Inge – Ashburton Community Fridge
Collaboration and taking action.
“Currently, the main thing I’m doing is running the Ashburton Community Fridge, which has now been going for about a year. I was the one who got that going and we’ve got a good team of people now. I do the overall keeping an eye on things, as well as running meetings, writing funding proposals, talking to volunteers at other community fridges… anything that comes up really. The first project which I helped set up in relation to CAG Devon was the repair café. I’m also involved with the Art Centre, but we’re struggling with these because the number of volunteers has dropped since the onset of the pandemic. The same issue applies to the community garden. About 4,000 people live in Ashburton, and there are many great projects, but it’s always the same 20 or 30 people working them. The one project with a lot of volunteer interest is the community fridge. I think this might be because the roles that people sign up for are very clear and defined, and there is a very tangible result at the end of it. For example, in one shift you might save food from Tesco that would otherwise have gone to landfill. Then they can put this food in the fridge and see happy people taking it out. With the other projects, progress can be more gradual.
I’ve been volunteering on and off for most of my life. My parents were involved in local politics and volunteering, so sticking leaflets through doors and attending demonstrations was normal for me. Volunteering is an opportunity to have new experiences which are interesting and stimulating. But I suppose my main reason for volunteering is that I have had a fairly privileged life – financially comfortable, educated, and in good health. So, I feel like I owe it to the rest of the society who don’t have these advantages to do what I can to improve things. A more equal and engaged society is better for everyone; we’re all part of the same big web of life… those who have the means to do something, should do it. If you’re involved in some quite radical stuff where you’re with like-minded people, you can work together to feel more motivated and optimistic. Not all the people that I work with are radicals rhough, some just want to do their bit to reduce waste. But often there is a snowballing effect where a person becomes involved in one thing and learns about all the reasons why it makes sense to do other things as well. So, come back in five years and see where those people are then.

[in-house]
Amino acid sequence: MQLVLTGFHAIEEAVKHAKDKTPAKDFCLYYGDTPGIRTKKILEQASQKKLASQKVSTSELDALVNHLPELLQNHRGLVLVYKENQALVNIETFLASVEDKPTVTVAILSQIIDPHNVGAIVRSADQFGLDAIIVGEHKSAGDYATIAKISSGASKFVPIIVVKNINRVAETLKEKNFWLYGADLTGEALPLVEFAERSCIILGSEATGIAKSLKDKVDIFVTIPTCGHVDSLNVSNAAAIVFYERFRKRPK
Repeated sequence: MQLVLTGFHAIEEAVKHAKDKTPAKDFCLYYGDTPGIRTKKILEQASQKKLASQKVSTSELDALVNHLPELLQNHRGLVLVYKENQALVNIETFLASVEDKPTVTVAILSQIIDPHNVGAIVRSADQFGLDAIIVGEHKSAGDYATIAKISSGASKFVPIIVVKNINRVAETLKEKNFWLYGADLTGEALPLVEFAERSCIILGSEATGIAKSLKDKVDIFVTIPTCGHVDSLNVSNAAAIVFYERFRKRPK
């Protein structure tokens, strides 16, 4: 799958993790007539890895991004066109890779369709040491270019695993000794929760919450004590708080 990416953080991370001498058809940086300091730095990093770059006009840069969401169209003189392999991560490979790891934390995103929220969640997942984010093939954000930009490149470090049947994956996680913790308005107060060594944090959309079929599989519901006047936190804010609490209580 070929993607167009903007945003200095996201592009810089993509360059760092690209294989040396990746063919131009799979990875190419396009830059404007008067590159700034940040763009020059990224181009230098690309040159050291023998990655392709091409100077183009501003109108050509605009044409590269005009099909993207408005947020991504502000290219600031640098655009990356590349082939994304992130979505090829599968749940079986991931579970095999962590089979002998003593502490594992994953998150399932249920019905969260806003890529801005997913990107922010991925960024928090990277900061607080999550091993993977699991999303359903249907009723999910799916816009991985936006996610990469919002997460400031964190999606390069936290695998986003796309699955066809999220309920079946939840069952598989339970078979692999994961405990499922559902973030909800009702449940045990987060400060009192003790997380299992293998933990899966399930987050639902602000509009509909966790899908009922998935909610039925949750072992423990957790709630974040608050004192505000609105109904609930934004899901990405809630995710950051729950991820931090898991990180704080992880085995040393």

I have met some really inspirational people over the years. Being a trailblazer, doing something completely new and different, going out and convincing people that our work is important… I’m not really in that league. But through volunteering, I’ve met people like this, people who I can learn from. Some of my best friends I made through volunteering. Having a supportive husband has helped me to take action, as well as knowing other people who are also taking action. When I was setting up the fridge, I was supported by a small group of people. I’m very much a collaborative type and appreciate that my perspective of how to do things is quite limited. I had the kind of education that drums creativity out of you – you just have to pass exams. I didn’t attain that sort of free thinking that some other people have. So, I really like having a team of co-creators to progress with things.